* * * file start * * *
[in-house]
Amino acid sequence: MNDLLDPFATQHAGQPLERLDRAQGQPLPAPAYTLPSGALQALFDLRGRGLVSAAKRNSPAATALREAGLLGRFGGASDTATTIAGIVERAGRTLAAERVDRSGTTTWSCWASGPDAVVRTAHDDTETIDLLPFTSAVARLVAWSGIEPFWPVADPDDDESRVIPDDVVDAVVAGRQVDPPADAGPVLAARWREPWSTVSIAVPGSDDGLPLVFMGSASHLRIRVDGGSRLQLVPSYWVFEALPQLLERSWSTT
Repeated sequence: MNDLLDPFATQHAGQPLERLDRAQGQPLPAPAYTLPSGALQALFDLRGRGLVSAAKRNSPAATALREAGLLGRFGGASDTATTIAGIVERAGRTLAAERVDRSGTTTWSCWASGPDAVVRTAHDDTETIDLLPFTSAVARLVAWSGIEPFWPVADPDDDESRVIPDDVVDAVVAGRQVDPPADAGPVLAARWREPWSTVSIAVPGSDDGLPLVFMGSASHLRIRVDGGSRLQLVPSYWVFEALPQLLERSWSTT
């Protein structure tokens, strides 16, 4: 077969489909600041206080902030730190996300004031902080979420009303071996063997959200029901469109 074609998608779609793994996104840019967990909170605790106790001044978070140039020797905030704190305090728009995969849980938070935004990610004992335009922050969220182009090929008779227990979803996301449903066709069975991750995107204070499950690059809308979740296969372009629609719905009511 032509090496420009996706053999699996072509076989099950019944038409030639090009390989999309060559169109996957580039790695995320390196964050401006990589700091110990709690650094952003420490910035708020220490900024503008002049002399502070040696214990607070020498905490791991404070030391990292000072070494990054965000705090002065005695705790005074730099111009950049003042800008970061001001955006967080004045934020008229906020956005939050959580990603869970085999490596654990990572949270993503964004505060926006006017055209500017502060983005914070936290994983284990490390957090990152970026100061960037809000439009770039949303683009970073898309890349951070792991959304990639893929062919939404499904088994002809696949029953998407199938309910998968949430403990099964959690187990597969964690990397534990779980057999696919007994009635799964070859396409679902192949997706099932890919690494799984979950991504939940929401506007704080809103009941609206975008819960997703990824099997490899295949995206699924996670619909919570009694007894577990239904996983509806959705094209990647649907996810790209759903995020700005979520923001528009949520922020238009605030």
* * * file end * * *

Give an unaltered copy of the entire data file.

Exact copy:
[in-house]
Amino acid sequence: MNDLLDPFATQHAGQPLERLDRAQGQPLPAPAYTLPSGALQALFDLRGRGLVSAAKRNSPAATALREAGLLGRFGGASDTATTIAGIVERAGRTLAAERVDRSGTTTWSCWASGPDAVVRTAHDDTETIDLLPFTSAVARLVAWSGIEPFWPVADPDDDESRVIPDDVVDAVVAGRQVDPPADAGPVLAARWREPWSTVSIAVPGSDDGLPLVFMGSASHLRIRVDGGSRLQLVPSYWVFEALPQLLERSWSTT
Repeated sequence: MNDLLDPFATQHAGQPLERLDRAQGQPLPAPAYTLPSGALQALFDLRGRGLVSAAKRNSPAATALREAGLLGRFGGASDTATTIAGIVERAGRTLAAERVDRSGTTTWSCWASGPDAVVRTAHDDTETIDLLPFTSAVARLVAWSGIEPFWPVADPDDDESRVIPDDVVDAVVAGRQVDPPADAGPVLAARWREPWSTVSIAVPGSDDGLPLVFMGSASHLRIRVDGGSRLQLVPSYWVFEALPQLLERSWSTT
């Protein structure tokens, strides 16, 4: 077969489909600041206080902030730190996300004031902080979420009303071996063997959200029901469109 074609998608779609793994996104840019967990909170605790106790001044978070140039020797905030704190305090728009995969849980938070935004990610004992335009922050969220182009090929008779227990979803996301449903066709069975991750995107204070499950690059809308979740296969372009629609719905009511 032509090496420009996706053999699996072509076989099950019944038409030639090009390989999309060559169109996957580039790695995320390196964050401006990589700091110990709690650094952003420490910035708020220490900024503008002049002399502070040696214990607070020498905490791991404070030391990292000072070494990054965000705090002065005695705790005074730099111009950049003042800008970061001001955006967080004045934020008229906020956005939050959580990603869970085999490596654990990572949270993503964004505060926006006017055209500017502060983005914070936290994983284990490390957090990152970026100061960037809000439009770039949303683009970073898309890349951070792991959304990639893929062919939404499904088994002809696949029953998407199938309910998968949430403990099964959690187990597969964690990397534990779980057999696919007994009635799964070859396409679902192949997706099932890919690494799984979950991504939940929401506007704080809103009941609206975008819960997703990824099997490899295949995206699924996670619909919570009694007894577990239904996983509806959705094209990647649907996810790209759903995020700005979520923001528009949520922020238009605030």